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  1. #1
    Sports Publisher mjames's Avatar
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    How do you gain media recognition?

    So I was reading today's SitePoint Tribune and I came across this by Co-Founder Matt Mickiewicz:
    Building credibility builds trust. Trust leads to sales. So how can you build credibility on the Web? Name dropping is a favourite technique. Mention any well-known magazines, newspapers or TV shows which have featured your site. Even if you only got a one-sentence mention in USA Today, you can still say "As seen in USA Today" without lying. If you haven't gotten any major mentions yet, perhaps it's time to brush up on your publicity skills?
    I whole-heartedly agree with Matt here, however, that last sentece spark my attention and I wanted to post here to gather some tips on how I can get my site mentioned and/or featured in the media. Being able to boast about such mentions makes your site a lot more valuable. Advertisers want to advertise on sites that are often mentioned in the media and visitors will trust those sites more.

    I have exchanged links, partnered with sites, I'm ranked high in most search engines, and I'm doing pretty good, but I need to take the next step. That means trying to get the media's attention.

    For those of you reading this, I would love to hear some tips on how I can get my site noticed. I don't have money in my pockets to throw away, keep that in mind.

    I understand this won't happen overnight, are there any books that teach you how to be a master in publicity skills?
    Last edited by mjames; Aug 23, 2001 at 18:36.

  2. #2
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    We have a local television show dedicated to sports for a half-hour every Sunday night, after the 10:00 news. Do you have something similar in your area? Try contacting them and let them know of your website.

    What about the local newspaper? It surely has a sports section.

    How about the local DJ's on the radio? I'm sure they're into sports.

    I know these are only suggestions for your local area, but you may want to try them anyway. You never know, an ESPN anchor could be in town for the weekend.
    Ryan Kuhle - A Proud Advisor - Got Questions? Just Ask!
    Get your website started for less than $20! Click Here

  3. #3
    SitePoint Wizard
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    If you are talking to media outlets, don't forget to inform them of your age. They love stories about teenagers making Websites, for some reason or another. Here in Chicago we get around one 'computer whiz-kid' story in either of our main newspapers, per month.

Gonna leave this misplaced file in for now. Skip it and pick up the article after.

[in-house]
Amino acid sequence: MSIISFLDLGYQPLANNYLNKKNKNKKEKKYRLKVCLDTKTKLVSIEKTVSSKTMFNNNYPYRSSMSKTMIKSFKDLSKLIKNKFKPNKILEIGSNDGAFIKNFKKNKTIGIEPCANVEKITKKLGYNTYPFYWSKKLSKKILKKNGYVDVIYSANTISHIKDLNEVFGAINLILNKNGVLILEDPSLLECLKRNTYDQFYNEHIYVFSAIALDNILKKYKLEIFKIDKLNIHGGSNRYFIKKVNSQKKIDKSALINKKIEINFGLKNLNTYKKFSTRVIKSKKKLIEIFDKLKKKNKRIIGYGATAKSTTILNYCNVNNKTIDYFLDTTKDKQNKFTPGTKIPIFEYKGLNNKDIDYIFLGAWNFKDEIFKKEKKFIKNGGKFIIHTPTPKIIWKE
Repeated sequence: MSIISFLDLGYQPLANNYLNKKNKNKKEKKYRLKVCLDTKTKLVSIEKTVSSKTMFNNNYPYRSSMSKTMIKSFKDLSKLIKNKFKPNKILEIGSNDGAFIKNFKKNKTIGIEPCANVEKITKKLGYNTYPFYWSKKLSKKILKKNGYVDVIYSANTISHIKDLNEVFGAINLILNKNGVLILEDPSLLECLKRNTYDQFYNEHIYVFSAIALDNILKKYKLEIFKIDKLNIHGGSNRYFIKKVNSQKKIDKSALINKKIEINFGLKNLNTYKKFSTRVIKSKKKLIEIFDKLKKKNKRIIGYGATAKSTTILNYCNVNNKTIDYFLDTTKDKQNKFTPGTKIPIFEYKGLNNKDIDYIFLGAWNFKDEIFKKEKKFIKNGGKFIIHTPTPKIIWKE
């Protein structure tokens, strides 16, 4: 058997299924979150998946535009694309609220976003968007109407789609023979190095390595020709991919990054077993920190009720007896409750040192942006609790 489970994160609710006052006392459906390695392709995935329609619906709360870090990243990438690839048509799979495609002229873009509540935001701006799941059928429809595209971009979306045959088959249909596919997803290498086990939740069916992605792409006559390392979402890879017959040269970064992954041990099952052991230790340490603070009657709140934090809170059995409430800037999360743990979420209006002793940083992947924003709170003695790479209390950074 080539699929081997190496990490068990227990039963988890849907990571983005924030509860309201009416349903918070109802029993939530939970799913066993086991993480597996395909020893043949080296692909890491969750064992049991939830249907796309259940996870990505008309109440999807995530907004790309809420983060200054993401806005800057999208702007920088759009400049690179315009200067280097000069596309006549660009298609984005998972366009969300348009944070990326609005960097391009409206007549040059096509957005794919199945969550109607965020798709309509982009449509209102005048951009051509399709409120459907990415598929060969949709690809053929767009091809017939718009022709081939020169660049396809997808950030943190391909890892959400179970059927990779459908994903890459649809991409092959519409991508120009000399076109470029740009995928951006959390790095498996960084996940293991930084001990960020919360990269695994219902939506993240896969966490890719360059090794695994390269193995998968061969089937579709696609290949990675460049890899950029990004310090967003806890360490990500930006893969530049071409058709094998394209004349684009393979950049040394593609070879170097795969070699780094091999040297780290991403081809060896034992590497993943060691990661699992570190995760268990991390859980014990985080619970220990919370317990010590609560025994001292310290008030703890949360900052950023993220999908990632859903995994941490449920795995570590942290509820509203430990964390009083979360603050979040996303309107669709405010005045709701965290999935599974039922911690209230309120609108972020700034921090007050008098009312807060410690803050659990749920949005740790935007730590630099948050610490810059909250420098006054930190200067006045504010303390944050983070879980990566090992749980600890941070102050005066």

4. #4
    SitePoint Enthusiast toddstep's Avatar
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    <shameless plug of Marty>

    Here's a tip for you that I learned from another member here at Sitepoint - Marty Winston!

    I just finished the design on a Bed and Breakfast website for innkeepers only and was battling the same thing you are now facing, how to let ppl know about it. I did several things and some of them worked and some of them didn't.

    The one thing that Marty suggested that is going to pay of the most is contacting magazine publishers. Now granted, there is only ONE magazine out there that was ported specifically for innkeepers, but I contacted the editor and she decided to do a press release for me in the magazine FREE OF CHARGE! This magazine has a circulation of 35K. To me, that is a great deal! The Magazine with my press release mails TODAY (08/24/01). I will let you know the first of next week what kind of traffic comes in because of it!

    If I were you, I would write a press release and send it to all of the sports magazines you can find. If your story could get picked up by just a few of them, you are in better standings than you were...

    Marty would most likely charge you to write a press release for you, but It would be worth every penny IMHO...

    </shameless plug of Marty>

    Todd Stephens
    Founder - www.my-innkeeper.com

  5. #5
    SitePoint Enthusiast
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    Todd -

    I'm blushing!

    Thanks for the plug - but guys, not to put too fine a point on it, not many of you can afford my rates - there are cheaper places and cheaper ways to get press releases written.

    For that matter, don't worry too much about it "looking like" a press release. Cover the basics, making sure to say what's different and cool, include your contact info, and double check your spelling and grammar.

    I use a different format myself - a single paragraph-length item. With the indulgence of our hosts, I'll show you the lead item from my latest issue:


    "SCUM" MEANS SITE RAPES & WEBMASTERS ARE UP IN ARMS
    They call it "scum" (officially, "contextual advertising") & we
    call it site rape. Key words on a site are highlighted & linked
    to third parties who don't pay the site or even ask permission.
    Google & Goto & Zmedia & Advertising.Com, religious sites & more
    have all been hit. The places where Webmasters hang out, like
    Steve's Geek/Talk Forums, are taking this up as a major issue.
    Check out the Stop Scum site & talk to Steve. Contact: Steve
    Shubitz, GEEK/TALK FORUMS (San Diego, CA) 858-546-9309x1,
    mailto:webmaster@stopscum.com http://www.stopscum.com

    All it does is give the journalist a reason to be interested and a way to respond if that happens.

    And take it from the one guy who's been doing computer industry PR longer than anybody - that's all you need!
    _____/\/\arty \/\/inston

  6. #6
    Serial Publisher silver trophy aspen's Avatar
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    I've gotten one media mention, US News and World Report. I was their site of the week.

    How did I get it? Blind luck.